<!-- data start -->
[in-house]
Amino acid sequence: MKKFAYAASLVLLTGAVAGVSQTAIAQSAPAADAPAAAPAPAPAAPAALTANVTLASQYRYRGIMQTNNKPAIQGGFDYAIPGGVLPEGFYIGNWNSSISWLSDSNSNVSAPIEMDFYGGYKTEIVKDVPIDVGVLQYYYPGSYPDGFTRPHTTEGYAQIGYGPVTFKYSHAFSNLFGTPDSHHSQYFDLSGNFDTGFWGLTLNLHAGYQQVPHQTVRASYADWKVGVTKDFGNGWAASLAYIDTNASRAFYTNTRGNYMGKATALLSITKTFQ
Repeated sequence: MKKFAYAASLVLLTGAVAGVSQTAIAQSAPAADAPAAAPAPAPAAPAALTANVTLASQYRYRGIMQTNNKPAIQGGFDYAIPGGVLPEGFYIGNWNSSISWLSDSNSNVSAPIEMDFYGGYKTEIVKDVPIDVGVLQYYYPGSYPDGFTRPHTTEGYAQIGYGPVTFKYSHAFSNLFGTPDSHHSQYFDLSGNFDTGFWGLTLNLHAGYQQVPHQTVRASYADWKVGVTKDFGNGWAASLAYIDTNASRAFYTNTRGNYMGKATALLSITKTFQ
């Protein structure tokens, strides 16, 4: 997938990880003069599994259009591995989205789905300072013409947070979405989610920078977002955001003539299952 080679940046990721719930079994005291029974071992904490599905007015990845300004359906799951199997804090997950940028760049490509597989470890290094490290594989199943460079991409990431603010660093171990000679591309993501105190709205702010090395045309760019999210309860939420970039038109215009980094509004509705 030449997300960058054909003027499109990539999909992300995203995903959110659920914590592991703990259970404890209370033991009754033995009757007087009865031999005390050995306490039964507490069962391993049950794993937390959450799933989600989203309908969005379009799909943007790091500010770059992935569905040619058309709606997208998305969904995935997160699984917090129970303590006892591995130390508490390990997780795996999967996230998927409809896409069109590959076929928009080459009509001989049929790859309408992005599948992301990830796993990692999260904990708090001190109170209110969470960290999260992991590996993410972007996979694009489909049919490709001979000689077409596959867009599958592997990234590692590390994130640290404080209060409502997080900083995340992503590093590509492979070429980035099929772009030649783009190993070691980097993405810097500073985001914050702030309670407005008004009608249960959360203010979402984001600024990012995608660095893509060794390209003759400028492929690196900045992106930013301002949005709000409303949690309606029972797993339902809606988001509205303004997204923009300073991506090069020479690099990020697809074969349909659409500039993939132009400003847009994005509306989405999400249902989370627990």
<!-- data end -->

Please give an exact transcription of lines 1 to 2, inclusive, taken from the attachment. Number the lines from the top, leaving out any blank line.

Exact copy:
[in-house]
Amino acid sequence: MKKFAYAASLVLLTGAVAGVSQTAIAQSAPAADAPAAAPAPAPAAPAALTANVTLASQYRYRGIMQTNNKPAIQGGFDYAIPGGVLPEGFYIGNWNSSISWLSDSNSNVSAPIEMDFYGGYKTEIVKDVPIDVGVLQYYYPGSYPDGFTRPHTTEGYAQIGYGPVTFKYSHAFSNLFGTPDSHHSQYFDLSGNFDTGFWGLTLNLHAGYQQVPHQTVRASYADWKVGVTKDFGNGWAASLAYIDTNASRAFYTNTRGNYMGKATALLSITKTFQ